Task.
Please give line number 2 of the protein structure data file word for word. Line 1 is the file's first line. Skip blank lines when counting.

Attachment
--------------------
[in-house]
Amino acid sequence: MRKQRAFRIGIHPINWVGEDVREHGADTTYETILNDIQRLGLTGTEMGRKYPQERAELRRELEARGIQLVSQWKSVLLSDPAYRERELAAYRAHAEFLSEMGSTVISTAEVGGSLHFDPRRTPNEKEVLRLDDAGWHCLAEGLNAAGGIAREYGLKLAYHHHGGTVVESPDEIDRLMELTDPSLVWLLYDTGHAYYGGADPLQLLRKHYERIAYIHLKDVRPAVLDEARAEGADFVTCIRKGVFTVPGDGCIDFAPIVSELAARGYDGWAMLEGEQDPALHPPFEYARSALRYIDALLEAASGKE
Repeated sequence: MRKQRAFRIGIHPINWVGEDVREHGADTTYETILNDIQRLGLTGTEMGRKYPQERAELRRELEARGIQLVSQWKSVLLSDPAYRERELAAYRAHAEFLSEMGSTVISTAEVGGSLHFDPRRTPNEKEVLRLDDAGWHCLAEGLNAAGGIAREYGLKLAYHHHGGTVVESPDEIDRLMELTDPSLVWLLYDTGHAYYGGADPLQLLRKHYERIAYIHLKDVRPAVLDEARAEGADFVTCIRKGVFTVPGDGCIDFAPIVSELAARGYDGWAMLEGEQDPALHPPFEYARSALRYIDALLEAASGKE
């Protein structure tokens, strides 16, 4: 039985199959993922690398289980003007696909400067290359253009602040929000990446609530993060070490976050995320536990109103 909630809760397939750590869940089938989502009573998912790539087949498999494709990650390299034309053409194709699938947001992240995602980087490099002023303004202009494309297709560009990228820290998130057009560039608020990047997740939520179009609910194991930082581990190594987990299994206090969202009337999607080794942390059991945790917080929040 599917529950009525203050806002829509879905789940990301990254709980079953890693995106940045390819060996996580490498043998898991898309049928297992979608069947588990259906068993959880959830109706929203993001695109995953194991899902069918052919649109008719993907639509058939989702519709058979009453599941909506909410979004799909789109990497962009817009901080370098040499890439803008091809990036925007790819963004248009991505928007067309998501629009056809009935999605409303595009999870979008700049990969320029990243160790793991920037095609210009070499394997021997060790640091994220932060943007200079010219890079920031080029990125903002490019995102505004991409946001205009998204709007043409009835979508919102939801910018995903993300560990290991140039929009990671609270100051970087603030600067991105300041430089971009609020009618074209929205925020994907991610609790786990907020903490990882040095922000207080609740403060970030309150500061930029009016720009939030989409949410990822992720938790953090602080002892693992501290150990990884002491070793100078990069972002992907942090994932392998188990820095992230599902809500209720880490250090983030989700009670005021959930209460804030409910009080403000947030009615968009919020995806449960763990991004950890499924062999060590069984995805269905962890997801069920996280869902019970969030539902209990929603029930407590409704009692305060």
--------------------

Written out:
Amino acid sequence: MRKQRAFRIGIHPINWVGEDVREHGADTTYETILNDIQRLGLTGTEMGRKYPQERAELRRELEARGIQLVSQWKSVLLSDPAYRERELAAYRAHAEFLSEMGSTVISTAEVGGSLHFDPRRTPNEKEVLRLDDAGWHCLAEGLNAAGGIAREYGLKLAYHHHGGTVVESPDEIDRLMELTDPSLVWLLYDTGHAYYGGADPLQLLRKHYERIAYIHLKDVRPAVLDEARAEGADFVTCIRKGVFTVPGDGCIDFAPIVSELAARGYDGWAMLEGEQDPALHPPFEYARSALRYIDALLEAASGKE